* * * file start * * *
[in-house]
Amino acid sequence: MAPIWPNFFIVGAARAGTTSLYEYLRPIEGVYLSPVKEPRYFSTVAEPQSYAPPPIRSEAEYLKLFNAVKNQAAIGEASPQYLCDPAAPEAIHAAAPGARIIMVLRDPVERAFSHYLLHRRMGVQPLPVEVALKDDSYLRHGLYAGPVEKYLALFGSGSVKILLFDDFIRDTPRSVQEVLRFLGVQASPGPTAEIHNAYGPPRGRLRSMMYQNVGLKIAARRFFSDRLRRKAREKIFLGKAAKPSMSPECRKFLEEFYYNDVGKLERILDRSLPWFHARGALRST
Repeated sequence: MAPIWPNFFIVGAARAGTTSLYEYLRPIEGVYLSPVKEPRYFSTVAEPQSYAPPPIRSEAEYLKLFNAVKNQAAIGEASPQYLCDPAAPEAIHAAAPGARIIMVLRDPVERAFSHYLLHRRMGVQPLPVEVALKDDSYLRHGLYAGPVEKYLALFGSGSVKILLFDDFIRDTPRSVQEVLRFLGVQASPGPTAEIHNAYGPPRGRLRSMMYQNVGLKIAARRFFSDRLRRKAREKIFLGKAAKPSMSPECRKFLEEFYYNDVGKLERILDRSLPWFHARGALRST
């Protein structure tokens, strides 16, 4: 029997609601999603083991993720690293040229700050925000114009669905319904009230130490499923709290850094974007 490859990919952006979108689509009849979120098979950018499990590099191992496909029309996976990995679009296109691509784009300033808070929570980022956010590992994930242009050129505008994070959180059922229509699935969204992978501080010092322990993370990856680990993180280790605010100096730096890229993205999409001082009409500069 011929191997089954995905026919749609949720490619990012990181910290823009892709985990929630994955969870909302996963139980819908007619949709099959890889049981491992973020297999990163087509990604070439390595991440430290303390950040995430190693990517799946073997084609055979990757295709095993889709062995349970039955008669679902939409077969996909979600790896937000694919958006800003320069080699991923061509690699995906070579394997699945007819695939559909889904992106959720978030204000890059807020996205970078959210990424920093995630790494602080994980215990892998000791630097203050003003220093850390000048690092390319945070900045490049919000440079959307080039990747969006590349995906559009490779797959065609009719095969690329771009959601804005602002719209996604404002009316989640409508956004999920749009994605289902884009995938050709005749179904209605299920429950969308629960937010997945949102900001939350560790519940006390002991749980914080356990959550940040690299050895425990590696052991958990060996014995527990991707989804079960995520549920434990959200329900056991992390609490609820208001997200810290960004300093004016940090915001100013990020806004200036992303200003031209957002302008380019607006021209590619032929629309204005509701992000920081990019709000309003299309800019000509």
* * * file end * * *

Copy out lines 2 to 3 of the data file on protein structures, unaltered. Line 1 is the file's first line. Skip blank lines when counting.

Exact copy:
Amino acid sequence: MAPIWPNFFIVGAARAGTTSLYEYLRPIEGVYLSPVKEPRYFSTVAEPQSYAPPPIRSEAEYLKLFNAVKNQAAIGEASPQYLCDPAAPEAIHAAAPGARIIMVLRDPVERAFSHYLLHRRMGVQPLPVEVALKDDSYLRHGLYAGPVEKYLALFGSGSVKILLFDDFIRDTPRSVQEVLRFLGVQASPGPTAEIHNAYGPPRGRLRSMMYQNVGLKIAARRFFSDRLRRKAREKIFLGKAAKPSMSPECRKFLEEFYYNDVGKLERILDRSLPWFHARGALRST
Repeated sequence: MAPIWPNFFIVGAARAGTTSLYEYLRPIEGVYLSPVKEPRYFSTVAEPQSYAPPPIRSEAEYLKLFNAVKNQAAIGEASPQYLCDPAAPEAIHAAAPGARIIMVLRDPVERAFSHYLLHRRMGVQPLPVEVALKDDSYLRHGLYAGPVEKYLALFGSGSVKILLFDDFIRDTPRSVQEVLRFLGVQASPGPTAEIHNAYGPPRGRLRSMMYQNVGLKIAARRFFSDRLRRKAREKIFLGKAAKPSMSPECRKFLEEFYYNDVGKLERILDRSLPWFHARGALRST